Single Gene Holds Key to Early-Onset Gout Risk


No studies had determined the genetic cause of early-onset gout cases until a group of Japanese researchers discovered a the same genomic dysfunction among the patients.

While gout is most common after middle age, more patients are presently experiencing an earlier onset of the arthritic condition. However, no studies had determined the genetic cause of those early-onset gout cases until a group of Japanese researchers discovered the same genomic dysfunction among the patients in their analysis published in the June 18, 2013, edition of Scientific Reports.

For their “Common Dysfunctional Variants in ABCG2 Are a Major Cause of Early-Onset Gout” study, Hirotaka Matsuo, MD, PhD, and investigators from medical colleges throughout Japan examined the activity of ABCG2 — a uric acid regulator that mediates urate excretion as a transporter gene — in 705 male gout patients and 1,887 male control subjects to determine whether dysfunction of the gene causes gout before the age of 30.

Splitting the genotype combinations into four functional groups on the basis of estimated ABCG2 transport — full function, mild function (¾ function), moderate dysfunction (½ function), and severe dysfunction (≤ ¼ function) — the authors found that “the less activity the ABCG2 function showed, the younger the onset age of gout became.” Furthermore, the gout onset age of patients with severe ABCG2 dysfunction was 6.5 years younger than those with full function of the gene. (Figure)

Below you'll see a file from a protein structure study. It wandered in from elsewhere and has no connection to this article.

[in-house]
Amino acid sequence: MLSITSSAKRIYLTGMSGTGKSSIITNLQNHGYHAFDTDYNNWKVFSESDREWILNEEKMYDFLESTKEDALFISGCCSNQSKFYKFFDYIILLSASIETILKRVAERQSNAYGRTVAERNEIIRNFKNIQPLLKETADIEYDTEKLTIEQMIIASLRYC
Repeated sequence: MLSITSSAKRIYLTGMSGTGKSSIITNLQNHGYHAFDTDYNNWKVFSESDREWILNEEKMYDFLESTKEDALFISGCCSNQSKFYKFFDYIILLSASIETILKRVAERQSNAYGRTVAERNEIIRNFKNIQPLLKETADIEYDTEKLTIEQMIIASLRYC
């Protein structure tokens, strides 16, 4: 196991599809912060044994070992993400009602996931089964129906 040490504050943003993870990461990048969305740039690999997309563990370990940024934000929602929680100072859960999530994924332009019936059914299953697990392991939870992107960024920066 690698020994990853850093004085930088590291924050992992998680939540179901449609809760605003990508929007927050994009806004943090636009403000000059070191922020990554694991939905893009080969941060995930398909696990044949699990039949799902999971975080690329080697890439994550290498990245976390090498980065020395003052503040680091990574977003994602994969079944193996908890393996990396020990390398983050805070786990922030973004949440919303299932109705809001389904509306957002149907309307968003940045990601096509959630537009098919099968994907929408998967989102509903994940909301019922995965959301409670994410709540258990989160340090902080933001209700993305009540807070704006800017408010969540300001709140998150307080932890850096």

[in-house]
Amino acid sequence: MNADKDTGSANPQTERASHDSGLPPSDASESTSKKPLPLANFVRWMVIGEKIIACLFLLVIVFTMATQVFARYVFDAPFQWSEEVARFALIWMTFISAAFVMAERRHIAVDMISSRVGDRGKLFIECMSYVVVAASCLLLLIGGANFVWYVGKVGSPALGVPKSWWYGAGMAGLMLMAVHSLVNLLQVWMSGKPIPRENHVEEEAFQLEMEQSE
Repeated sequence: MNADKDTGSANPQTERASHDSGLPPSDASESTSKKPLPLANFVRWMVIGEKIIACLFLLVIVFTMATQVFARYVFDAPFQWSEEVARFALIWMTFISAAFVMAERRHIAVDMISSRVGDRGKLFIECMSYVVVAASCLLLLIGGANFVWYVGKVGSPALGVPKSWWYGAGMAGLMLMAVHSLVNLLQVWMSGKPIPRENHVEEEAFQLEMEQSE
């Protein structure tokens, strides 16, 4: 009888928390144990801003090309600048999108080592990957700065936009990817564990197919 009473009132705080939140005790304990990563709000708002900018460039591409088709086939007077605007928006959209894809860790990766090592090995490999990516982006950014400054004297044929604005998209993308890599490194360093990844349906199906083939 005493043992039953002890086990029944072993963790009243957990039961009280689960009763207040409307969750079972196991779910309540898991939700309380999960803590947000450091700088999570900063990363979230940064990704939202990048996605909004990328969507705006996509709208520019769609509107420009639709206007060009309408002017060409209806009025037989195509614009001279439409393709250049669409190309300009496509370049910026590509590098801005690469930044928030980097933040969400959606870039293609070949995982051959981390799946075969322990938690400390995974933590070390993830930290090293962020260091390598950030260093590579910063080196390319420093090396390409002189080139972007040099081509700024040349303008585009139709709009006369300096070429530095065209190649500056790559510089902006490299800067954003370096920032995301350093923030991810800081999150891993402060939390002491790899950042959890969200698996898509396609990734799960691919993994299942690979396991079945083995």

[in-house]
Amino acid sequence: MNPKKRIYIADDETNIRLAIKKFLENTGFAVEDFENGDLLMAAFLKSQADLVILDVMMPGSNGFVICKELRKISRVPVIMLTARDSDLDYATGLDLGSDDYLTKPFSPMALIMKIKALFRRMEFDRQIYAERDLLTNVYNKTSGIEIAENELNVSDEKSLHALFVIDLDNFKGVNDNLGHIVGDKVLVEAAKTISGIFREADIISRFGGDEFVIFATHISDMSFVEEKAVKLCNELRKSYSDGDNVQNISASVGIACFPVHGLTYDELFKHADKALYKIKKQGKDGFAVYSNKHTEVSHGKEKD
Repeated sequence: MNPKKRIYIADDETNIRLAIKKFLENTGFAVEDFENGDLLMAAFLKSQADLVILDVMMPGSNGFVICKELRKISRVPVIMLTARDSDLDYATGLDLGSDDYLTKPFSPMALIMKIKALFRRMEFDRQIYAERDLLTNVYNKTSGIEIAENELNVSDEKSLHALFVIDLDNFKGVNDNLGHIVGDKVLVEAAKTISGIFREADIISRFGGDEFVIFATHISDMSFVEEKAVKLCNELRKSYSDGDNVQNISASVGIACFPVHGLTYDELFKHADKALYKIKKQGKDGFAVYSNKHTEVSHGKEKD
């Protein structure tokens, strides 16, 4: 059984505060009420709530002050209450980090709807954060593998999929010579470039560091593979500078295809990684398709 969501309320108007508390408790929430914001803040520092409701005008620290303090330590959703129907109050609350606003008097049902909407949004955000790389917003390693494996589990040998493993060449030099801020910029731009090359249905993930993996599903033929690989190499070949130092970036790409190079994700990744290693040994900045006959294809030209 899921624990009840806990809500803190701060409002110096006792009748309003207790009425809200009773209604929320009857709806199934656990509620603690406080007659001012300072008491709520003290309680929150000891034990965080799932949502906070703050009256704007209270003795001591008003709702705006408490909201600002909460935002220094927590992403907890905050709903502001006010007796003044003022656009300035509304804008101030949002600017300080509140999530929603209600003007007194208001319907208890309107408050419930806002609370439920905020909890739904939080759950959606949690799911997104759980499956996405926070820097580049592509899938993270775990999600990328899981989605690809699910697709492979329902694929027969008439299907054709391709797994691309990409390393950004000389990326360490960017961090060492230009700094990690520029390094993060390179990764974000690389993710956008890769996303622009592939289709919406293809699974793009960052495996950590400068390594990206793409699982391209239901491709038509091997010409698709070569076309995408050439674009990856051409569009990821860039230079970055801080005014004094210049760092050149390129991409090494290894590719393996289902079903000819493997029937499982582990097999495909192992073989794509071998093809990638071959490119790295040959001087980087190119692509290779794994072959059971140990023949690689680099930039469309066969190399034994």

After detecting ABCG2 dysfunction in approximately 88.2 percent of the early-onset cases, compared to 49.8 percent of controls, the researchers conducted an association analysis to demonstrate each patient group’s increased risk of gout. In that subsequent study, the authors discovered that “severe ABCG2 dysfunction especially increased the risk of early-onset gout, conferring an adjusted odds ratio (OR) of 22.2, (while) moderate and mild dysfunction of ABCG2 markedly increased the risk of early-onset gout, conferring an adjusted OR of 15.3 and 6.47, respectively. In fact, any dysfunction of ABCG2 significantly increased the risk of gout in all onset-age groups.”

“Our overall results clearly show that common dysfunction of ABCG2 is a major cause of early-onset gout … that occurs in the twenties or earlier,” the authors concluded. “Because early-onset gout will compromise patients’ quality of life (QOL) for a long time and require huge life-long medical costs, early screening for ABCG2 dysfunction and appropriate interventions will greatly benefit high-risk individuals. Therefore, our findings will serve to improve the QOL of high-risk individuals and reduce health care costs.”

To ensure cost-effective screenings, the researchers also showed that genotyping only two dysfunctional ABCG2 variants — Q126X and Q141K — is sufficient to estimate the severity of the gene’s dysfunction, and thus, a patient’s early-onset gout risk.

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